Thanks for your email. I was referring to publication of Francis Suttill’s piece in an issue of the journal. At present, it is available electronically via the journal website as one of the ‘Articles in Press’ that are queued up for publication in a future issue of the journal. The journal itself is published seven times per year. It is just coincidence that this piece is due to appear in the issue dated June 2023. This is when the piece will be sufficiently close to the top of the queue to be included in an issue. It is not designed to coincide with an anniversary. 

I’m afraid we do not publish letters. However, as I mentioned in my email to you, if you are interested in putting a response in academic article format, I would be interested in taking it forward. I should emphasise that this would need to go through a peer review process, as do all the pieces we publish.

Best Wishes,


Percy to Phythian (February 16)

Dear Mark,

Thank you for your response. Patrick Marnham and I regret that you cannot publish our letter. I shall accordingly publish the correspondence on my personal website, www.coldspur.com. It had been our intention to give you a chance to use the letter first, but it will now enjoy unrestricted access.

We were puzzled by your previous statement about the matter: “At the same time, I am aware that there is some debate and disagreement among historians on this question given issues of evidence and the documentary record, as there can be in relation to other areas of SOE’s operations.”

We are not aware of any ‘debate’ or ‘disagreement’ being carried on ‘among historians’ in any serious outlet, apart from a short flurry of letters in the Times Literary Supplement a couple of years ago, after Patrick’s book was reviewed. As we explained in our letter, Mr Suttill and his colleagues have in fact have done all they can to stifle debate. Mr Suttill has declined any invitation to discuss the controversial aspects of his story, and Mark Seaman, who describes himself as the ‘SOE historian’, declared in his Foreword to Mr Suttill’s book that it ‘finally puts to rest a 70-year-old debate’. He furthermore characterized any alternative analyses as ‘persistent, indiscriminate conspiracy theories’, which is not the language of an open-minded scholar. That opinion was reinforced by Duncan Stuart (the last ‘SOE Advisor to the Foreign Office’), stating that the publication constitutes ‘the definitive account’ of the PROSPER circuit. Those actions do not indicate to us evidence of a desire to engage in creative inquiry. Could you perhaps inform us which qualified and independent historians are involved in this debate, and where their arguments appear?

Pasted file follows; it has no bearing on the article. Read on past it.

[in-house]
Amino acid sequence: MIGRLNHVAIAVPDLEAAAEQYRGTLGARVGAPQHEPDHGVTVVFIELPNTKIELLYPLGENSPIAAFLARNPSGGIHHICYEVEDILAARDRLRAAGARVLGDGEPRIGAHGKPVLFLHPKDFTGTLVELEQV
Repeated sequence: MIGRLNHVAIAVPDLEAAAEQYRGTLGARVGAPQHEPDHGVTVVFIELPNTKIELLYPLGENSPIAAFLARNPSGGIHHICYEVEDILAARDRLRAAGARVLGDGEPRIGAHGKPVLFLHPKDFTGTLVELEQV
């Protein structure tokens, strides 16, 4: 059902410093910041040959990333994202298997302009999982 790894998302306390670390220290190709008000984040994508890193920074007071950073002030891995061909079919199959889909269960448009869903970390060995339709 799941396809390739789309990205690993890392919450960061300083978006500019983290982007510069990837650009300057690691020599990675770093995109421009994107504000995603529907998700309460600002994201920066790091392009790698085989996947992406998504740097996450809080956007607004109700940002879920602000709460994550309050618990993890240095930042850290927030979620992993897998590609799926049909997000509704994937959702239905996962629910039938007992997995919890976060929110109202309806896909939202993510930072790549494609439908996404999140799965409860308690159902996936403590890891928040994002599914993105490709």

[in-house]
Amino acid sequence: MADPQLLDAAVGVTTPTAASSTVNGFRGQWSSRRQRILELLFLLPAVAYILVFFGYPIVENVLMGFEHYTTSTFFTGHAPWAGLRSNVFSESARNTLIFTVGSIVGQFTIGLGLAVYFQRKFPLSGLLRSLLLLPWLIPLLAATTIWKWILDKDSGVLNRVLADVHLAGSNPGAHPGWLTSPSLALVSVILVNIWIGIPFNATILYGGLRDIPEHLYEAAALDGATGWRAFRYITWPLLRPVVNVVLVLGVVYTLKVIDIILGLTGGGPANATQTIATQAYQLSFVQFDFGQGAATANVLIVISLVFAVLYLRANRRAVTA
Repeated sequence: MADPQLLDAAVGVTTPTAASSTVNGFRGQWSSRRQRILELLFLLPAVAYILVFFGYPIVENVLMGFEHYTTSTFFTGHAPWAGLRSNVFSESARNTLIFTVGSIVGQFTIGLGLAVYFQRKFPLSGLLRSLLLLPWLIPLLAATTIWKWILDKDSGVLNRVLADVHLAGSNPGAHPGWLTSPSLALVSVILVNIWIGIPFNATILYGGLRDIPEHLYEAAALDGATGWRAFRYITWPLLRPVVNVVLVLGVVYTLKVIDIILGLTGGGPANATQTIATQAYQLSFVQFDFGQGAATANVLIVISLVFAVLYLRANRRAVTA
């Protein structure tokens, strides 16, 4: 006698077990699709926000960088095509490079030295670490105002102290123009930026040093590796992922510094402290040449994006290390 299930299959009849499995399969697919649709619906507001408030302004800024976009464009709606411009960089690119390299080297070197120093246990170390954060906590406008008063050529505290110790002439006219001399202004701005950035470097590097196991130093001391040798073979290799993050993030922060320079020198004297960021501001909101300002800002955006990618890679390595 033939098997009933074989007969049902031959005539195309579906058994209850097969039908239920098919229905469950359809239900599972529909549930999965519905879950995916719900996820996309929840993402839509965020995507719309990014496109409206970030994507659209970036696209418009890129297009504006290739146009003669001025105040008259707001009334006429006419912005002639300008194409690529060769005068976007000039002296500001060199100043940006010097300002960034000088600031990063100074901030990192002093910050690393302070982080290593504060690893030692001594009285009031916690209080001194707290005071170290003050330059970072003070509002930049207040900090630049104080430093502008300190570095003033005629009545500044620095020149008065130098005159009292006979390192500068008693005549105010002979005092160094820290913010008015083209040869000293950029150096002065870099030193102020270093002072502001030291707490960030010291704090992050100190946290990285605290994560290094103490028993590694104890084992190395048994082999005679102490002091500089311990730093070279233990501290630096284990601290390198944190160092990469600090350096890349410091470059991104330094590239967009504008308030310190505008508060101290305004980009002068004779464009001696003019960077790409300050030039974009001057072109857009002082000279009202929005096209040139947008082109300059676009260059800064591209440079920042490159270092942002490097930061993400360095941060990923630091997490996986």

You will perhaps understand why we shall decline your invitation to submit a ‘response’ in ‘academic article format’, as we believe it would dignify Mr Suttill’s ‘Research Note’ with a scholarliness that it does not deserve.



(And that’s it. If I receive any further explanation from Professor Phythian, I shall post it here.)


Filed under Espionage/Intelligence, General History, Politics

6 Responses to Special Bulletin: PROSPER & the Letter to JINS

  1. coldspur

    I never heard back from Professor Phythian, but today (March 10) I received an email from Francis Suttill, who felt that I had been ignoring him, and demanded that I provide him personally with evidence to support my claims. He obviously had not studied anything on coldspur, although I had advertised it in previous correspondence. I thus guided him to the site, and this posting specifically, as it was clear that he had not read it. He wrote in turn: “I have neither the time nor the inclination to plough through a website to find out whether you have answered my questions.” To this I riposted that what he called ‘ploughing’ was what we historians call ‘research’, and declared that I, likewise, had neither the time nor the inclination to repeat for his benefit information that I had openly published.
    Mr Suttill took great offence at this, and seems to think that I am the one who is reluctant to engage in debate, when he has been the stubborn one who has refused to discuss anything with which he disagrees, as it would constitute ‘speculation’. The man is not only lazy, but absurdly self-important.

  2. Jennifer Elkin

    Find your scholarly letter excellent and it is a shame it wasn’t published in the journal.

  3. Clive S Norman

    Excellent analysis as always Tony and I will probably have further comments when I have read “ War in the Shadows” which I have just received. I have recently finished “ The Perfect English Spy “ by Tom Bower which I enjoyed particular and excellent section on Middle East and UK and US objectives.I am currently half way through “ Death in Washington “ To be brutally honest I never imagined how much the Russians had penetrated agencies and governments in Western Europe and the US . Personally I don’t think the general public have any idea about this . But as ever really enjoying your work to help me piece together the betrayal of our country by establishment figures who spied for the Russians

  4. coldspur

    Thanks, Clive! Great to hear from you again. Good reading . . .


  5. Clive S Norman

    Thanks Tony funnily enough I just received my copy of The Eagle in the Mirror today which I will read with renewed interest in this subject following your debate with the author and others.

  6. Richard LEARIE

    Death in Washington is a great book but unfortunately in the last chapter Gary Kern gets it all wrong. Was it suicide or the Russians?
    It felt like an Agatha Christie denouement in the drawing room but Poirot had an off day